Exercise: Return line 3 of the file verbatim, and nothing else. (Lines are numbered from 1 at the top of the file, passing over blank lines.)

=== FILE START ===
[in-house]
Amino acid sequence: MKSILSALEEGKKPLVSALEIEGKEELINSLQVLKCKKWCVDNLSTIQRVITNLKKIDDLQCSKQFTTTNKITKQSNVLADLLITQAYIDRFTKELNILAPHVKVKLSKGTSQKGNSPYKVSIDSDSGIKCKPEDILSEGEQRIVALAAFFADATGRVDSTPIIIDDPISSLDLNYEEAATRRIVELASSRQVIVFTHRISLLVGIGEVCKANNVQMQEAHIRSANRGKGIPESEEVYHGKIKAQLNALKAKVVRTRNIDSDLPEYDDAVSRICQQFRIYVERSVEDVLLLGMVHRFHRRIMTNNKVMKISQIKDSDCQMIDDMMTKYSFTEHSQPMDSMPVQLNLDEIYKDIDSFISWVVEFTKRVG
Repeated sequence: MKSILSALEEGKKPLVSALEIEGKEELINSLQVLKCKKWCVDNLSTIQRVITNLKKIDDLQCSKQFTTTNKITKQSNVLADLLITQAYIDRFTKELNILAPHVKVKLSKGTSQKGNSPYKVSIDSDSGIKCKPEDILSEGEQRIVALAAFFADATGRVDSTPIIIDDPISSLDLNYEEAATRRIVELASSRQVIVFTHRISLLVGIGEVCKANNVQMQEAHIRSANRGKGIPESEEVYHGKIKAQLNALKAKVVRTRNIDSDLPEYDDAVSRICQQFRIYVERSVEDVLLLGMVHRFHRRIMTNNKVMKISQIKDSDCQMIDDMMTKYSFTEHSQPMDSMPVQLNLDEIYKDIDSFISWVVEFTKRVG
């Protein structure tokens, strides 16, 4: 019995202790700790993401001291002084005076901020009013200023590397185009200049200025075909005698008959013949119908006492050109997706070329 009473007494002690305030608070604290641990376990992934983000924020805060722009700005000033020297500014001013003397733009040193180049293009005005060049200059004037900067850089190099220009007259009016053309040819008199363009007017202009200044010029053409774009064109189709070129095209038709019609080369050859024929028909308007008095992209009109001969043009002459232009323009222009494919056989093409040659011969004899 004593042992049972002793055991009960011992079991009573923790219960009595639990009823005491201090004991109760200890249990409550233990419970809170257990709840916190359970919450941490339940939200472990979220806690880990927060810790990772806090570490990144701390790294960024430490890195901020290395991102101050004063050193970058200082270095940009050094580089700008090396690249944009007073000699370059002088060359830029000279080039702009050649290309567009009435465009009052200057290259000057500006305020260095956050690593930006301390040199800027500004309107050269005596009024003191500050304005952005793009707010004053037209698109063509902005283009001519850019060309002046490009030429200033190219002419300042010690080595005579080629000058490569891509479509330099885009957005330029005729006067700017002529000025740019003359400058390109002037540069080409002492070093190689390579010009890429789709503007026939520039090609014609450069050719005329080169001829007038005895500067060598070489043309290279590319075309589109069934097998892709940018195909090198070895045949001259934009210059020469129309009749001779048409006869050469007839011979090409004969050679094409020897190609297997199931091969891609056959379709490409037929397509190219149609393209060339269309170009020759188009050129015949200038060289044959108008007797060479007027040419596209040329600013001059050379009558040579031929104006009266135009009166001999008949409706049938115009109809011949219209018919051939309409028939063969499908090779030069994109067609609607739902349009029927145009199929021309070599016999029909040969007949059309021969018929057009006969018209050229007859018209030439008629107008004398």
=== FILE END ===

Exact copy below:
Repeated sequence: MKSILSALEEGKKPLVSALEIEGKEELINSLQVLKCKKWCVDNLSTIQRVITNLKKIDDLQCSKQFTTTNKITKQSNVLADLLITQAYIDRFTKELNILAPHVKVKLSKGTSQKGNSPYKVSIDSDSGIKCKPEDILSEGEQRIVALAAFFADATGRVDSTPIIIDDPISSLDLNYEEAATRRIVELASSRQVIVFTHRISLLVGIGEVCKANNVQMQEAHIRSANRGKGIPESEEVYHGKIKAQLNALKAKVVRTRNIDSDLPEYDDAVSRICQQFRIYVERSVEDVLLLGMVHRFHRRIMTNNKVMKISQIKDSDCQMIDDMMTKYSFTEHSQPMDSMPVQLNLDEIYKDIDSFISWVVEFTKRVG